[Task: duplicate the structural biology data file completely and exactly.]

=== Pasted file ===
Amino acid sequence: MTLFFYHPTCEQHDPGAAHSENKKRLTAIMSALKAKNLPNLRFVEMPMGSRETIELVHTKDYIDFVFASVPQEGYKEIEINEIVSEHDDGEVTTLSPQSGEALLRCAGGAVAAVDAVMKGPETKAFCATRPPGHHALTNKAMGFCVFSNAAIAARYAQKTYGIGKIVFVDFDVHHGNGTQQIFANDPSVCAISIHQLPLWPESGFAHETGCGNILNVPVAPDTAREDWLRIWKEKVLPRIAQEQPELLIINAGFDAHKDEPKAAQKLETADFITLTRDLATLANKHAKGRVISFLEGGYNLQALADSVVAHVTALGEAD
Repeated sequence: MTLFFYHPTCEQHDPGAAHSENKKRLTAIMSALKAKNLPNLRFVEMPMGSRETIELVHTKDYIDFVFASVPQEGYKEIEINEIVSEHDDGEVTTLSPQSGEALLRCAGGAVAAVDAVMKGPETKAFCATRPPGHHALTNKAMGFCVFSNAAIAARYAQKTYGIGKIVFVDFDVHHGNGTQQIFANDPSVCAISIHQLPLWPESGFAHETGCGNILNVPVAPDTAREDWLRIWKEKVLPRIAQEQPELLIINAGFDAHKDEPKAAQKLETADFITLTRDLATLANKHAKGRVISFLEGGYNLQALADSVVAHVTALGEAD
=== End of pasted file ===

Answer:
Amino acid sequence: MTLFFYHPTCEQHDPGAAHSENKKRLTAIMSALKAKNLPNLRFVEMPMGSRETIELVHTKDYIDFVFASVPQEGYKEIEINEIVSEHDDGEVTTLSPQSGEALLRCAGGAVAAVDAVMKGPETKAFCATRPPGHHALTNKAMGFCVFSNAAIAARYAQKTYGIGKIVFVDFDVHHGNGTQQIFANDPSVCAISIHQLPLWPESGFAHETGCGNILNVPVAPDTAREDWLRIWKEKVLPRIAQEQPELLIINAGFDAHKDEPKAAQKLETADFITLTRDLATLANKHAKGRVISFLEGGYNLQALADSVVAHVTALGEAD
Repeated sequence: MTLFFYHPTCEQHDPGAAHSENKKRLTAIMSALKAKNLPNLRFVEMPMGSRETIELVHTKDYIDFVFASVPQEGYKEIEINEIVSEHDDGEVTTLSPQSGEALLRCAGGAVAAVDAVMKGPETKAFCATRPPGHHALTNKAMGFCVFSNAAIAARYAQKTYGIGKIVFVDFDVHHGNGTQQIFANDPSVCAISIHQLPLWPESGFAHETGCGNILNVPVAPDTAREDWLRIWKEKVLPRIAQEQPELLIINAGFDAHKDEPKAAQKLETADFITLTRDLATLANKHAKGRVISFLEGGYNLQALADSVVAHVTALGEAD